Monday, August 30, 2021

Destination Terra Madre - a Komarna and Dalmatian Winery

One of the most eventful excursions during our three-week European vacation was a tour of Terra Madre Winery led by oenologist Marko Šuman and Executive Director Davor Martinović. The winery is located in Komarna, just north of the border with Herzegovina and adjacent to the middle of the Peljesac Peninsula. Terra Madre is also a founding member of the Komarna AVA which consists of seven members -- all certified by the EU for organic wine production. 

Organic certification among the members was accelerated because the wineries started near the same time in the early to mid-2010s. They were able to leverage the same resources when surveying plots, planting the vineyards, and building out production and tasting room facilities. Economies of scale in action. Their youthfulness also allowed them to adopt the latest in technological advances pertaining to vineyard management and winemaking chemistry where even some laboratories are utilized by Croatian state wine officials. Such is the case with Terra Madre, where the appellation-wide K7 Plavac Mali was vinified by Šuman at their state-of-the-art facility from fruit contributed by each Komarna winery.

Our visit to Terra Madre was facilitated by Croatian Premium Wine Imports, the importer of Komarna wines into the United States.  It occurred during the return ride from a pilgrimage to Medjugorje and when we arrived Mr. Martinović informed us of the cross in the vineyard which was a replica of one from the holy site and that the apparitions were an inspiration for naming the winery "Mother Earth".  

This cross sits near the base of a 45-degree limestone slope that is populated with vines from the 200-600 foot summits to the Adriatic. The grapevines are predominately two indigenous Dalmatian varieties, Plavac Mali and Pošip, with smaller plantings of Chardonnay, Syrah, and Cabernet.  They are planted facing south-southwest in order to receive the longest sun exposure from the star itself and from reflection from the sea. In total, the estate covers 16.55 hectares with 125,000 vines planted. 

The Terra Madre winery itself is a structure occupying 2600 square feet on top of the largest hill. The first floor is intended for wine tasting and is dominated by a terrace with its amazing views of the Neretva Bay, Pelješac Peninsula, and apparently on especially clear days, the outline of the islands of Brac and Hvar.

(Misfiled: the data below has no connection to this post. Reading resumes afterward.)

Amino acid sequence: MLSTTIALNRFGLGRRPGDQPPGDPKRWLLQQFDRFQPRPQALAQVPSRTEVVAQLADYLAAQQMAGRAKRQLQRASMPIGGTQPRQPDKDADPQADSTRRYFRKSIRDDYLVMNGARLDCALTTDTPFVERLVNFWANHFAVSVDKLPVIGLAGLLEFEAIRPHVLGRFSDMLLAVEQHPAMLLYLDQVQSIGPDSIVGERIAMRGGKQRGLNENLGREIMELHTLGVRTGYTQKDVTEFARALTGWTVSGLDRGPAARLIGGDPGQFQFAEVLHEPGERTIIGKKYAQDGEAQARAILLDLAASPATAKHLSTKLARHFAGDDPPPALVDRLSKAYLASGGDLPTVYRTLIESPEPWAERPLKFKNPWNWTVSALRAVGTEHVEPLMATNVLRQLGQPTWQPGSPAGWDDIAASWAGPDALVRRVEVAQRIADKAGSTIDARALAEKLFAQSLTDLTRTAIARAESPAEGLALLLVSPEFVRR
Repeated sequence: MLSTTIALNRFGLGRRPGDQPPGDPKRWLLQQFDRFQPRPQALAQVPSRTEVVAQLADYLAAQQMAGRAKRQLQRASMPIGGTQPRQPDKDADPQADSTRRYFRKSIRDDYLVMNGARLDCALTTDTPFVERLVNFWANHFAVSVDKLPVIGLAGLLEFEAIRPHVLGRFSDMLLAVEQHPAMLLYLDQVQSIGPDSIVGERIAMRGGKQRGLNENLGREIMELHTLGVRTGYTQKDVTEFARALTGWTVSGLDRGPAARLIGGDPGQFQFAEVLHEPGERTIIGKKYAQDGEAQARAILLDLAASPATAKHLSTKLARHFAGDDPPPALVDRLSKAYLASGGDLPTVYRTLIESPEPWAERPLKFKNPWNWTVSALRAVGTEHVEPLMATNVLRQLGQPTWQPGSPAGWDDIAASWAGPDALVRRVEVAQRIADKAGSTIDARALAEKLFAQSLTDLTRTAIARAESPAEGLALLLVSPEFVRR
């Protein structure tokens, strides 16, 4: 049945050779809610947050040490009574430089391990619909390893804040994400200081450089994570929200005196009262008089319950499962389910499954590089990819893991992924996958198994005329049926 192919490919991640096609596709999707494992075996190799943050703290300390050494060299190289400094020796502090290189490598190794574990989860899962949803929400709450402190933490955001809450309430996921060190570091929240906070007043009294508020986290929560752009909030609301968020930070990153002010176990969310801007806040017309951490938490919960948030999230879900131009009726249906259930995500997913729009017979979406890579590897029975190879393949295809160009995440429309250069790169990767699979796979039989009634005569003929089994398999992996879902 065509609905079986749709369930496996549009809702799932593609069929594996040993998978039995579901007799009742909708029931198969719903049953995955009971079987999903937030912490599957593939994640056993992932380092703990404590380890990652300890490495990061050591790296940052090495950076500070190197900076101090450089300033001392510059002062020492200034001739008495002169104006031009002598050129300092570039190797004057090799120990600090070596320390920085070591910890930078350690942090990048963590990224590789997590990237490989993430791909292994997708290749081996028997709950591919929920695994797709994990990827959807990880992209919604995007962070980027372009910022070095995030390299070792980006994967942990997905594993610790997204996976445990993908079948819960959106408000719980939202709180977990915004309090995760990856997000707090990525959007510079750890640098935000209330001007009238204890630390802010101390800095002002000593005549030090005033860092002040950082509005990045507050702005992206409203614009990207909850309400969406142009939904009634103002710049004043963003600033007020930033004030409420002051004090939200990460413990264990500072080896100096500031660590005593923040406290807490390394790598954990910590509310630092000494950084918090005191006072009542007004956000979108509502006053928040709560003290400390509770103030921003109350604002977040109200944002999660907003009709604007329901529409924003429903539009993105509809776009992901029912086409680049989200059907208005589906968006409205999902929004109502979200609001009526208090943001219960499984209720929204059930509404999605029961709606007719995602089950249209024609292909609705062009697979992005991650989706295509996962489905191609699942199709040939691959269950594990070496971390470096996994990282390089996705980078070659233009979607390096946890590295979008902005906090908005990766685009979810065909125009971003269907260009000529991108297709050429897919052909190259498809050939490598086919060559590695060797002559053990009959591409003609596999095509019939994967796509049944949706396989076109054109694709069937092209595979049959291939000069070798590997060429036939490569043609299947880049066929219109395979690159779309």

After Mr. Šuman and Mr. Martinović greeted us we proceeded with a tour of their facility with Šuman describing both the equipment and his winemaking goals for the region. This equipment included a large press, gravity-flow fermenting stainless steel tanks, stainless steel tanks for aging, large barrique casks, a separate barrel room, a large chemistry lab, and a modern bottling line.  They have complete control of the vinification process. 

Šuman also discussed his ideas for the winery and the region. They will continue to focus on Plavac Mali and Pošip while developing various new styles. One example is their new Pošip aged on lees which is a clear distinction from their flagship stainless steel Pošip. Whereas Šuman believes the standard Pošip will still dominate sales, the lees Pošip will entice those who desire a white wine with a larger mouthfeel or have more funk in their palate. Šuman also related how they have experimental plantings of autochthonous grapes that are more prevalent in other Dalmatia regions. One of these is Grk from the island of Korčula and while Šuman wants to stay connected to the camaraderie of the Komarna appellation, he also wants to start promoting the Dalmatia region. He believes a focus on Dalmatia wines will elevate the region on the world market. 

Returning to the tasting room and over a plate of prosciutto and cheese we sampled the two versions of Pošip mentioned above, the 2019 Plavac Mali Rosé, the 2015 Barrique Plavac Mali, the eye-opening 2016 Premium Plavac Mali, and a cellar bottle of the 2017 Premium Plavac Mali. From previous samples and subsequent purchases from Croatian Premium Wine Imports, we were already well-versed with the 2018 PošipRosé, and the Premium Plavac Mali and the tasting just reinforced our fondness for these wines. Interestingly Šuman plans to lighten the rosé in order to make it more appealing for the summer heat and visitor's palates but we definitely prefer this more textured version.

The 2018 Pošip Sur Lie provided a delicious alternative with its creamy mouthfeel and funky finish.  A gifted bottle did not last long when we returned to Dubrovnik. And I wish we could pair with Mali Ston Bay oysters -- considered the best from all of Europe. We also were gifted the next iteration of the Premium Plavac Mali which will allow more time aging in the bottle for the tannins to become a little tamer.

During our visit, a large group arrived for a similar tasting as ours with wine, cheese, and prosciutto. Komarna is a short trip from both Split and Dubrovnik so check out excursions when visiting each destination. Two weeks home and I'm already itching to return to Croatia to revisit Terra Madre but also the other K7 area wineries such as Rizman and Deak Family Farm or onto the Pelješac Peninsula to Grgić or Saints Hills. In the meantime, I will have to settle for the large selections of wines available from Croatian Premium Wine Imports.  Živjeli.

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